Ali Smith on David Hockney and the poetry of spring

Published 15 June 2021

From Virgil’s ‘Georgics’ to T.S. Eliot’s ‘The Waste Land’, novelist Ali Smith explores the spirit of spring in poetry

  • From the Spring 2020 issue of RA Magazine, issued quarterly to Friends of the RA.

    I’ve been reading Kimberly Johnson’s translation of Virgil’s Georgics. The word georgics might translate into English as something like earthworks, and these are poems about the pleasure and the wisdom – as opposed to the warring and fame of emperors, politicians, warriors etc – of an everyday life lived working, and working with, the earth.

    In some senses it’s an early, very practical How-To book which respectfully but firmly suggests a different politics, one of caring for bees and trees, animal husbandry, and advises a kind of timeless self-government, by reading the earth, the signs in the stars, the weather, the habits of the creatures and plants with which we coexist, and by offering new readings of some very old stories.

  • David Hockney , No.323

    David Hockney, No.323, 13th May 2020.

    © David Hockney.

  • In it, Virgil hymns spring for the essential ‘respite’ it is between the extremes of winter and summer, a respite that engenders all florescence, whose trackless thickets trill with birdsong as its fields unloose their bosom. So far so springlike. But then he taps into a deeper root:

    Such days, I fancy, dawned upon the birth
    of the infant earth, and such a course they kept:
    spring it was, spring the wide world observed –
    the eastwinds spared their wintry blasts,
    when first the cattle drank in light, and the earthen line
    of men reared up its head from the stiff fields
    and beasts were released to forests and stars released to sky.

    This spring goes not just to the physical and conceptual start of things in that vivid image when the clay of the fields, as if for the first time, forms into humanity, but also to a beginning of human consciousness, the first noticing moment.

    Beginnings of all kinds. Pliability, an unfreezing, awakening. Wild sudden growth. Release. Energy. Hope. Lifeforce. Threshold. It’s about all these things, the word spring, a word coined for the coiled energy, the upward thrust at this time of year of sap through roots and trunks, buds through cold branch-ends. Spring is the word that replaced the Old English word for this time of the year, lencten, a word which signalled the lengthening of daylight (and gave us the word Lent) and the word spring leaps right out of itself like pent-up water from a suddenly opened source. It’s bitter rain, sweet rain; its fertility is tough, all opposites, and tough to bear: cold heat; old tree splitting into new leaf. You know it for the first time, again, every year, in the shock of the rare mild day that spring sends ahead of itself in January, and then again on that first February evening when you catch the scent, the difference, in the air. Maybe spring’s the real new year, not January 1st at all.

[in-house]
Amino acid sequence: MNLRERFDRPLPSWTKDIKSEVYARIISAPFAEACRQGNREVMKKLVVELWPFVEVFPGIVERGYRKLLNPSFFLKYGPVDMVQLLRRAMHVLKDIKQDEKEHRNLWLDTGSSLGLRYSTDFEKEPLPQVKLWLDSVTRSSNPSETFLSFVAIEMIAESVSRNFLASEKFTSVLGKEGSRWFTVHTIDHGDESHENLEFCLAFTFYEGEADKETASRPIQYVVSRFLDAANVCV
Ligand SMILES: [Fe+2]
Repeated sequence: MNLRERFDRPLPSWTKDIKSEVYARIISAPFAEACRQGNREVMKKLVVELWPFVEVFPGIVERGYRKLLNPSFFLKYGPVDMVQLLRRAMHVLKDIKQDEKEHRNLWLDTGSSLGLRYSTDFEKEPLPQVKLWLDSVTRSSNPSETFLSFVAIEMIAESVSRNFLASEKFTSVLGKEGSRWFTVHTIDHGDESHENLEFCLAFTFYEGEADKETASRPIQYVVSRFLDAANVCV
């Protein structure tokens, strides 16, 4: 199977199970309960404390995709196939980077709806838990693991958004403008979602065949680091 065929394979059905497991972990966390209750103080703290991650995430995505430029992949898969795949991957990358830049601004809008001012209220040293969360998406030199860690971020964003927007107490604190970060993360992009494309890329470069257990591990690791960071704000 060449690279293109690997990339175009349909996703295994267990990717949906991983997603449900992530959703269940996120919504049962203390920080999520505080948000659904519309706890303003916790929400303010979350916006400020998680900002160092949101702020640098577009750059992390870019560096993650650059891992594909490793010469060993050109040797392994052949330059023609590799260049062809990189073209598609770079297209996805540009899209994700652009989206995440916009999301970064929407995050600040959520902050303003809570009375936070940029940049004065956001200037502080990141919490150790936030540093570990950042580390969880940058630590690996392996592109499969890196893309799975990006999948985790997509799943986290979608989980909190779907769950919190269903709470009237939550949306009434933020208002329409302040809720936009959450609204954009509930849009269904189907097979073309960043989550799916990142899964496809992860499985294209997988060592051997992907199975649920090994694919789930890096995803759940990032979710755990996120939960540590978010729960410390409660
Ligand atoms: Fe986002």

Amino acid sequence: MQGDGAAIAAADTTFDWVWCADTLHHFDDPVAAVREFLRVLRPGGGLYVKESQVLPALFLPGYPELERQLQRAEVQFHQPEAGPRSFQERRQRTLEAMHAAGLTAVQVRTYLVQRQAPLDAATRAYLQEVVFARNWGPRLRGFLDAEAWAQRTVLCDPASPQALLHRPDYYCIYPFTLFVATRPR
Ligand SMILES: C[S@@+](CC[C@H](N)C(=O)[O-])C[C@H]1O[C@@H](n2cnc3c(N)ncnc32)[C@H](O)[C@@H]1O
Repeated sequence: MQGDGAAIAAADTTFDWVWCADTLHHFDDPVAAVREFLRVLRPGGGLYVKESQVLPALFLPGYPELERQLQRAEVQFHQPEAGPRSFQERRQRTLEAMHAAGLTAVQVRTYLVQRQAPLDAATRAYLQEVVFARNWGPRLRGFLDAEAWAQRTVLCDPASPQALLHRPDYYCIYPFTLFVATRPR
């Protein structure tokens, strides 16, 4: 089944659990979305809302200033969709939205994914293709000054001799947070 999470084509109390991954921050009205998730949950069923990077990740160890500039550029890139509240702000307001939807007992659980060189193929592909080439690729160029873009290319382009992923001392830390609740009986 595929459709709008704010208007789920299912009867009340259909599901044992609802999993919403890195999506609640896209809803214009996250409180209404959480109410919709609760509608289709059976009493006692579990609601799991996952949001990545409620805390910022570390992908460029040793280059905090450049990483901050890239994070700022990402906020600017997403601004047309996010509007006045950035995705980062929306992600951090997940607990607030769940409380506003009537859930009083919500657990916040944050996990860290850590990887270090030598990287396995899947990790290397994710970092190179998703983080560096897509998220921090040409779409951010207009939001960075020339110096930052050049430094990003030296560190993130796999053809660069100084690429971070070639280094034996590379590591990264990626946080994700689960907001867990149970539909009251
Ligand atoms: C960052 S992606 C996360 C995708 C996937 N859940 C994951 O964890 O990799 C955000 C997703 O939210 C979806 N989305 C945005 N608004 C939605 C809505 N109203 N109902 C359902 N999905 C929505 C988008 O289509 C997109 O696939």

• David Hockney, No. 133

    David Hockney, No. 133, 23rd March 2020.

    iPad painting. © David Hockney.

  • You can sense it every time Hockney makes visible the unexpected shock of colour in the dark of a body of bare trees. You can see it every time he catches the moment of its merry falling-over-itself, the swing of a branch loaded with not-snow, spring like the hinge on the seasonal door.

    She doth carry June in her eyes, in her heart January (that’s Thomas Carew); in spring for the first time all over again we know that things can change. Spring’s always radical, stirring dull roots with spring rain (that’s T.S. Eliot), always about the force that through the green fuse drives the flower (that’s Dylan Thomas), and that’s another thing about the force of spring, it’s a full-on poetry. A Light exists in Spring / Not present on the Year / At any other period (that’s Emily Dickinson, whose ears open in this poem to the possibilities of voice, or a whole new consciousness, for a moment, in the things and places we mundanely deceive ourselves are languageless; it almost speaks to me, she says of the specific light spring throws on things, the specific language of spring).

  • Spring, a word coined for the coiled energy, the upward thrust at this time of year of sap through roots and trunks, buds through cold branch-ends

    Ali Smith

  • But as soon as you start to think of poems about spring the source spurts open and nothing is so beautiful as budding twigs spread out their fan to leaping combustion when the world is mud-luscious the cherry hung with snow all around us the blossoms flurry down merrily merrily like something almost being said the leaves that aren’t yet there blow across the stagnant world stretching miles of green limbs bless the winter cluster of the bees they taste the spring April sunshine it’s a blessing so that the trowel in my hand will have something to push against.

    That’s – well, I’ll leave you to trace the sources of these spring poem-splinters yourself. Think of it as a spring game, at the outset a bit tough, in the end? A wake-up call.

    Like spring.

    Ali Smith is the author of many works of fiction, including her recent seasonal quartet of novels published by Penguin.

  • David Hockney , No. 316

    David Hockney, No. 316, 30th April 2020.

    iPad painting. © David Hockney.

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